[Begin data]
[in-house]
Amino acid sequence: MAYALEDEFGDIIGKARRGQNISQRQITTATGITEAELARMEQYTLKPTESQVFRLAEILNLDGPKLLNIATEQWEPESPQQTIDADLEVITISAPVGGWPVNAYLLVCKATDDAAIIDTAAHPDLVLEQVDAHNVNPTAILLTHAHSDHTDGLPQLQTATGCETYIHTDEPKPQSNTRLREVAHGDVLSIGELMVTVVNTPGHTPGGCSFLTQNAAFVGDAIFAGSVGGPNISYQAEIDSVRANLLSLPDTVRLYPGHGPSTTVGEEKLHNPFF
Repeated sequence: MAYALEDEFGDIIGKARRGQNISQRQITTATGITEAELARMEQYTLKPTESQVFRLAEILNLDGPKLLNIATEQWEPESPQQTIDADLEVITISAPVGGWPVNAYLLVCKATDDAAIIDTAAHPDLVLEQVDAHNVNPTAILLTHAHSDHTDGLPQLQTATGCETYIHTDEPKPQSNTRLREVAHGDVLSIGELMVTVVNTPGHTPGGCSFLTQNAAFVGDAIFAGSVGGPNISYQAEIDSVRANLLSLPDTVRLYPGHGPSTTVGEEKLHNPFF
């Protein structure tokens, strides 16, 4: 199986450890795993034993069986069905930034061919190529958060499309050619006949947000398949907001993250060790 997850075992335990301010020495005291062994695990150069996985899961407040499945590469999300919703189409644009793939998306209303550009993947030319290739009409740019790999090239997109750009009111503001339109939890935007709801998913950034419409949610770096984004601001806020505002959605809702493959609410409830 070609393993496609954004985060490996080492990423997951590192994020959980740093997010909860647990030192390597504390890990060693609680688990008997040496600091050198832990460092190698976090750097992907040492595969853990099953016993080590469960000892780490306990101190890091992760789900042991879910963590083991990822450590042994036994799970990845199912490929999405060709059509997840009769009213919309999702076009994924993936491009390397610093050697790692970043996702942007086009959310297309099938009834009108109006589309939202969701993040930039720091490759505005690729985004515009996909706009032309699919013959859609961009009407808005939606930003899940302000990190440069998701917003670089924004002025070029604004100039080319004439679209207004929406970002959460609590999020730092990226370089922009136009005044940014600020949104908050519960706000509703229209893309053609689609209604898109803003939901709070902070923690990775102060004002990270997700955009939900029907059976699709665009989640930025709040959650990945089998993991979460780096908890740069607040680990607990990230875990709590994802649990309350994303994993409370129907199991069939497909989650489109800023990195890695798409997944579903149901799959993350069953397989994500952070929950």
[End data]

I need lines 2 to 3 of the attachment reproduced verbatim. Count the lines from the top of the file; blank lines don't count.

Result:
Amino acid sequence: MAYALEDEFGDIIGKARRGQNISQRQITTATGITEAELARMEQYTLKPTESQVFRLAEILNLDGPKLLNIATEQWEPESPQQTIDADLEVITISAPVGGWPVNAYLLVCKATDDAAIIDTAAHPDLVLEQVDAHNVNPTAILLTHAHSDHTDGLPQLQTATGCETYIHTDEPKPQSNTRLREVAHGDVLSIGELMVTVVNTPGHTPGGCSFLTQNAAFVGDAIFAGSVGGPNISYQAEIDSVRANLLSLPDTVRLYPGHGPSTTVGEEKLHNPFF
Repeated sequence: MAYALEDEFGDIIGKARRGQNISQRQITTATGITEAELARMEQYTLKPTESQVFRLAEILNLDGPKLLNIATEQWEPESPQQTIDADLEVITISAPVGGWPVNAYLLVCKATDDAAIIDTAAHPDLVLEQVDAHNVNPTAILLTHAHSDHTDGLPQLQTATGCETYIHTDEPKPQSNTRLREVAHGDVLSIGELMVTVVNTPGHTPGGCSFLTQNAAFVGDAIFAGSVGGPNISYQAEIDSVRANLLSLPDTVRLYPGHGPSTTVGEEKLHNPFF